Every few months I see a post or article about what it means to be a ‘senior developer’.
Some of the articles are rant-flavored critiques of the practice of granting the ‘senior’ title as a retention gimmick to 2 or 3 year-old devs in place of more money. But I think most are sincere. They’re popular because people care about their careers, want to improve, and recognize there is uncertainty, and therefore risk, in choosing ‘what to get better at’.
I’m 33 and just starting to feel like a senior hire. This short post is about what makes me feel senior and what I see junior devs doing that makes me think ‘I was young once’.
What makes me feel senior
- The conversation has changed in interviews. Especially since I started consulting, I usually know everything about a company before I show up to meet them. This is 1/4 experience, 1/4 homework, 1/4 the fact that my ‘jobs’ are short-term projects, and 1/4 me asking the right questions on the phone. My interviews are all about their problems and how we’d solve them together; they’re really like preliminary design meetings.
- Fit matters to me. My experience is that you know at the interview stage what’s wrong with the fit, you just don’t know whether it will go wrong. In fact I’m probably getting worse at the detection/prediction side of this. The feeling of seniority comes from caring more than I used to about the outcome, caring about what I can give to a company and what resources they’ll give me to get the job done.
- I’m passionately interested in young companies. If you’re at a company sub 10 people, no matter who you are or what you do, I can listen to you talk all day.
- I’m suddenly older than people. ‘Seniority’ isn’t really age, but it’s correlated with. My coworking space is full of 24 year-olds and they seem like teenagers to me. I can’t imagine what I look like to them. A 33 year-old with thinning hair? The guy who dresses like it’s still 2014? The out of touch guy building a text-based dating app?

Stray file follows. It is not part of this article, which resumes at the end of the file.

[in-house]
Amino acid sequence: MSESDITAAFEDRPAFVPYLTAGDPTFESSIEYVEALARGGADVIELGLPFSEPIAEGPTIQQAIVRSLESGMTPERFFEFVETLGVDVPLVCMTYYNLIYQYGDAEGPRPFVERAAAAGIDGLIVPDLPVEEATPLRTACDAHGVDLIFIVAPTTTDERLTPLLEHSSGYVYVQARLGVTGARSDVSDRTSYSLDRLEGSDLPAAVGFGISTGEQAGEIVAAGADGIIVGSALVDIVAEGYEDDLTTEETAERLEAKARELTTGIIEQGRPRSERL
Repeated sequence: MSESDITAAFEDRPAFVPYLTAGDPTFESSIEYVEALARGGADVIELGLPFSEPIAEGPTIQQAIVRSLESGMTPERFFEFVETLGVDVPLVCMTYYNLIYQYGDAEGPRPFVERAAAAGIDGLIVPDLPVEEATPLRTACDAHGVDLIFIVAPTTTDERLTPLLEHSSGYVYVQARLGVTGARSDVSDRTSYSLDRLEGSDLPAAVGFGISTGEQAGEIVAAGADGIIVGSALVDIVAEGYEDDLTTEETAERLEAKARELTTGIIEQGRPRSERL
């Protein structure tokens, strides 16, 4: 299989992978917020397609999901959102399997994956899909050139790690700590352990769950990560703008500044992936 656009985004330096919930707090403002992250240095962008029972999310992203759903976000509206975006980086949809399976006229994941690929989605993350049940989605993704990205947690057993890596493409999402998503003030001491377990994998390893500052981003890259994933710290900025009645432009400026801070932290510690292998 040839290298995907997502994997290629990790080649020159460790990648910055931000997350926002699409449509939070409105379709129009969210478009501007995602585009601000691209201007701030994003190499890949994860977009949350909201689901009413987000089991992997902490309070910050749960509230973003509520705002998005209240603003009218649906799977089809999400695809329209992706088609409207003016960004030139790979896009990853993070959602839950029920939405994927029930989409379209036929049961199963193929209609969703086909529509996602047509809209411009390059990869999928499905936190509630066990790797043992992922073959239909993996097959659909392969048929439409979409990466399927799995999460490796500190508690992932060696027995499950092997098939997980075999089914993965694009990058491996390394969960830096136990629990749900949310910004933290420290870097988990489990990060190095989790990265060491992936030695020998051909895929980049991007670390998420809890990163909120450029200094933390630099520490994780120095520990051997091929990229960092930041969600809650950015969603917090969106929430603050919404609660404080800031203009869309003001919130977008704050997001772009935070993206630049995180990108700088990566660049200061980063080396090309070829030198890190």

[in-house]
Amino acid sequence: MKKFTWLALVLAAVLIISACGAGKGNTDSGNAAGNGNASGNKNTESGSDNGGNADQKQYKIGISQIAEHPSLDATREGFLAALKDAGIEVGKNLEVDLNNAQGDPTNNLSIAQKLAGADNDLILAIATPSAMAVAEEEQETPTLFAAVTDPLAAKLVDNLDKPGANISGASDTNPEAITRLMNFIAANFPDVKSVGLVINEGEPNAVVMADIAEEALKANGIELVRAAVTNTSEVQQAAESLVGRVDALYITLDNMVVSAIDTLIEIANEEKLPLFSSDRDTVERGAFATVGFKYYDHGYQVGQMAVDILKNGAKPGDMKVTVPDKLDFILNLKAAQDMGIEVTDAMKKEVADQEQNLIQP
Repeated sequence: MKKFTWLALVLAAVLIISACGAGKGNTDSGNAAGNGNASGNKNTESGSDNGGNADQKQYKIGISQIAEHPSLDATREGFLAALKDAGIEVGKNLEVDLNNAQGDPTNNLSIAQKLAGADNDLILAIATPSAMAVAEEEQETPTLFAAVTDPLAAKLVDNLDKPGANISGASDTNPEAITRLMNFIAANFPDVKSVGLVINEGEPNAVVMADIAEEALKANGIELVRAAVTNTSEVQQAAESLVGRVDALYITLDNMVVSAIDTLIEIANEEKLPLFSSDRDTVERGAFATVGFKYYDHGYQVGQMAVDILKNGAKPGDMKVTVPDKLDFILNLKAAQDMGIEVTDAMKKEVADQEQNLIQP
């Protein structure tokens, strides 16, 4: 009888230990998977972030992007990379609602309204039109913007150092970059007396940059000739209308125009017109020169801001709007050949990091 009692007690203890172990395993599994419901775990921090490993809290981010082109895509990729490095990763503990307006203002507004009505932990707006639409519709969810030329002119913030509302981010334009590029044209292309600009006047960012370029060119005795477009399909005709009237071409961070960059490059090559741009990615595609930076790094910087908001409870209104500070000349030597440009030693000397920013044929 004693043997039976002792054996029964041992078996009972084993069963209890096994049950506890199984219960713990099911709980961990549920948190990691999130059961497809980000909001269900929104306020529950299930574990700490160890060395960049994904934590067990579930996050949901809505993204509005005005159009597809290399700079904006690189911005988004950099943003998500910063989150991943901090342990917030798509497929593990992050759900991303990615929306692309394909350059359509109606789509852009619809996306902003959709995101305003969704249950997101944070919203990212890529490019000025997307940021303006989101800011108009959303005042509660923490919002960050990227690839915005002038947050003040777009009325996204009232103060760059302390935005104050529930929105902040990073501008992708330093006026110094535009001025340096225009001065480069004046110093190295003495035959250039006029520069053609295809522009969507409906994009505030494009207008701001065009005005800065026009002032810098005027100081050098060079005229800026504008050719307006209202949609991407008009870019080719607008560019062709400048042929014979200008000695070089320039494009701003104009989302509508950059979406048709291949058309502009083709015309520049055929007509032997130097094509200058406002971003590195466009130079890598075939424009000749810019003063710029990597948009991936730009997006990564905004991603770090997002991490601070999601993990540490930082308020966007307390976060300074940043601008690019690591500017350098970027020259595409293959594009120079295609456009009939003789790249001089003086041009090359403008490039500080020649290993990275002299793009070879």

- Old people (and I mean 50 and 60 year-olds – sorry) are starting to be interested in what I have to say. I think it’s because I’ve survived several ‘cycles’. I’ve seen things go from working to not working and vice versa. But I also have some connection to youth culture: I understand their technology but not their music. For a 50 year-old, I’m a bridge to the present that can speak their language. It’s like reverse nostalgia.
- My fears are different. I’m not worried about getting or keeping a job, and I don’t read ‘will I get fired tomorrow’ into my colleagues’ and managers’ tics. But I’m worried about my long-term viability: to grow in my career I have to think like a teenager and start from scratch with new tools. I can make a living without being creative, and that’s dangerous.
- Erosion of ego. I no longer feel worthless if I’m not doing everything myself. I recognize the value added by good managers, in part because I’ve had the good luck to work with some. I respect talent wherever I can find it.
What gives junior devs away
- They don’t ask questions about the business. They assume that anything they haven’t been told is off-limits information, and they’ll cross some boundary of respect or back-talk if they speak up.
- They’re wrong in different ways. When senior devs are wrong, it’s usually religious: ‘X is faster than Y’, ‘we need 100% test coverage before we launch’, ‘there’s no way to speed this up’, ‘users don’t click there’. When junior devs are wrong, it’s often a misapplication of something they heard to an unrelated situation or tool.
- Some rely on the organization for information; even in 2017 with access to github and google, some still ask for help in doing or understanding things they could just look up.
- They don’t get many opportunities to make decisions on behalf of the group, and so they’re not prepared to do so when asked.
- They don’t cultivate relationships in other parts of the business. Especially at a healthy organization, senior people are spending energy on keeping the channels open between subdomains (sales, product, devs, art, whatever).
It’s not like they’re not allowed to do these things. They’re just not asked to. If you’re a junior dev, there’s no harm in starting.
Sometimes I wonder if junior devs should exist at all. I meet young founders who are bright, independent, and making decisions left and right. I wonder if 16 years of school where your decisions have basically zero consequences create useless young adults who have to be resharpened when they get to work.
Are you a junior dev?
Do the heavy lifting in your organization. Produce good software from incomplete or bad designs. Measure twice & cut once.
Talk your way into the room when the decisions are made, and if you’re not tagged in this time, be prepared to get asked next time. Do your homework, predict what’s coming down the pipe. Don’t appear naive if you can help it, but you can’t always help it. When you screw up, keep your mouth shut, listen, and learn for next time.